Our field has never had a problem in attracting brilliant and gifted talent to our field. Every year, hundreds of college students flood our doors to work in camps and afterschool programs, yet many of them don't stay on as career professionals within our workforce.
What would happen if leaders took time to cultivate meaningful mentoring relationships with their brightest stars?
Much of what we do is relational. A mentor serves as an advisor.
"Having an advisor means that an assignment is able to receive the benefit of someone's experiences, education, and exposure without paying the price the advisor had to pay to get it ... they get the perspective without the problems." (Daniels, 2020)
As an early professional, I craved more responsibility and had an ambitious spirit. In my first managerial role, I worked at the Boys & Girls Clubs of Mercer County. The Chief Executive Officer, Dave Anderson, truly believed in strengthening his team. Dave had no problem showing us how budgets worked, how to read a P&L statement and make projections for the upcoming fiscal year. Dave involved us in strategic planning and fundraising. Although I've moved on, I keep in contact with my mentor, Reggie Coleman, Executive Director at BGC Mercer.
What I learned under their leadership was invaluable and instrumental to the Director and Supervisor that I became.
Now, as a leader, it is my obligation to share the knowledge that was shared with me. As the Director of Expanded Learning Opportunities at NJSACC, I get the opportunity to impact Nita M. Lowey 21st Century Community Learning Center grantees across New Jersey. Being a leader doesn't mean that I no longer need a mentor, it means that I require a new level of mentorship.
As we continue to grow as leaders, it is important that we connect with experts and national leaders in the field to mentor us. Thankfully, NJSACC's Executive Director, Diane Genco, is an international trainer and expert in our field. Having her as a mentor and a supervisor challenges me daily to stay abreast of current trends and to create opportunities for the workforce.
Great mentoring does not just happen. It takes skill and effort, from both the mentor and the mentee.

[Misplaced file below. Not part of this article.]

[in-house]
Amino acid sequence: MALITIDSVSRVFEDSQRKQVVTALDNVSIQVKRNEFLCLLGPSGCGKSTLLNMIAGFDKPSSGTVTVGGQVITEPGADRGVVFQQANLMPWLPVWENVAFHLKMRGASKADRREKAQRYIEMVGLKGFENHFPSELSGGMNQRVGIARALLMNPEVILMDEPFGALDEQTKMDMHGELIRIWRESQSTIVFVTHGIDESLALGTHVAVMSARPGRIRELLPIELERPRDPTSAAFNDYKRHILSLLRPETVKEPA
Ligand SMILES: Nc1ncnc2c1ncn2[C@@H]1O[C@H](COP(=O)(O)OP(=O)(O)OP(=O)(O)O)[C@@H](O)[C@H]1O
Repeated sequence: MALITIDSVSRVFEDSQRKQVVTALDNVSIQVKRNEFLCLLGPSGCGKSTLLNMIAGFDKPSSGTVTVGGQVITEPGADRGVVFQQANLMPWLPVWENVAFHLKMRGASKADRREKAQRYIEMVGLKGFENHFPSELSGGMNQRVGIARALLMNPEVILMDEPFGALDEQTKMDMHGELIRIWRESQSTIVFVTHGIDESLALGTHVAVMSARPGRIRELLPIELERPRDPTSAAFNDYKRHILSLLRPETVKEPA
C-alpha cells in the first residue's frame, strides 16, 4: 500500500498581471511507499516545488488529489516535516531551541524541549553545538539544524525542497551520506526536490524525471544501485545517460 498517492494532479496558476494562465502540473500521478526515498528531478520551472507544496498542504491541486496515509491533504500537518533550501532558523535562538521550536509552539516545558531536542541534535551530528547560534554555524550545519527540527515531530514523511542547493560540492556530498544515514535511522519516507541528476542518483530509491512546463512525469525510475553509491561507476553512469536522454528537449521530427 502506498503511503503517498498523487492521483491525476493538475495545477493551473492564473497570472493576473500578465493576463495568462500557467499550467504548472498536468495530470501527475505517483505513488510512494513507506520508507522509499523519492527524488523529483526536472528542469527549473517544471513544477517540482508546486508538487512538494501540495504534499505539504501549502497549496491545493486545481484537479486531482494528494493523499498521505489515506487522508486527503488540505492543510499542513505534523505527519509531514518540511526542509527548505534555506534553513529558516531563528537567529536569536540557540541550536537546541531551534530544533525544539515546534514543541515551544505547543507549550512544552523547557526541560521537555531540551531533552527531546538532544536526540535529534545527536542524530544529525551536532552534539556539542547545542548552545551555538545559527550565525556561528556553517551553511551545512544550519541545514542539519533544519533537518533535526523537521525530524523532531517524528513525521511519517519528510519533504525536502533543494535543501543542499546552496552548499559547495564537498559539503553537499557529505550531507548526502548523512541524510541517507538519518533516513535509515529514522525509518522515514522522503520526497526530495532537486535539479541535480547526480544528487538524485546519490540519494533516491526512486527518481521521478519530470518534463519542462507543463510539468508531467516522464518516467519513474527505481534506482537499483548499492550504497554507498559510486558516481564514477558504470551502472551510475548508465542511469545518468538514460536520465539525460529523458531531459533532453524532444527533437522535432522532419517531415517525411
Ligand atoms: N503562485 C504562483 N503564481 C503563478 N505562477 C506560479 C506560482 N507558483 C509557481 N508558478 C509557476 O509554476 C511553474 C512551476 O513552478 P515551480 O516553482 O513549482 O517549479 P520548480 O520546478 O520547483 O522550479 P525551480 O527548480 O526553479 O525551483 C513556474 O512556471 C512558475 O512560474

A good mentor...
- Is a role model. They won't ask you to do something they haven't done, aren't doing or aren't willing to try.
- Pushes you to be your best self. They don't accept mediocre when they know you can do better.
- Prioritizes your personal and professional development. They are willing to share their wisdom with you. They encourage you to continue pursuing knowledge through conferences, higher education or other professional development.
A good mentee...
- Learns from others; is observant, takes notes and asks questions.
- Is coachable, willing to accept constructive criticism and reflective of their own improvement process.
- Is on a constant journey of improvement. They seek out opportunities for growth and are willing to take on additional responsibilities.
Reference: Daniels, Dr. Dharius. (2020). Relational Intelligence: The people skills you need for the life you want. Zondervan.
Written by Tyneisha K. Gibbs, Director of Expanded Learning Opportunities, NJSACC: The Statewide Network for New Jersey's Afterschool Communities, White-Riley-Peterson Policy Fellow, NAA Executive member.
Mentoring as Reinvesting
Mentors were critical to my early professional career and in my role as a leader today.
Mentors provided guidance, emotional sustenance, challenge, validation and belief in my potential, especially when I had none. I worked in an afterschool program in Oakland, California, Chinatown for nine years. It was grueling, working up the ranks from volunteer to site coordinator.
The leadership skills I had were built on instinct rather than formal training.
Amongst navigating relationships with in-school partners, putting out program "fires," training and coaching my team, stretching budgets, orchestrating community events, and everything else, there was little time—or money—to invest in my leadership development.
I drew strength from mentoring relationships I had with my peers, my programs' director and a handful of program parents. They invested in me so I could be a stronger leader, voice, and advocate, and in turn support others.
Today, I work at a foundation that invests in systems of support for youth development professionals, including mentoring and learning communities for leaders of color. I am reinvesting my mentors' efforts and honored to work with organizations that believe in and evolve best-in-class mentoring and coaching for youth and leaders.
Alexis Llamas works on the Character Initiative team at the S. D. Bechtel, Jr. Foundation, NAA Executive member.
This article originally appeared in the Summer 2020 issue of AfterSchool Today.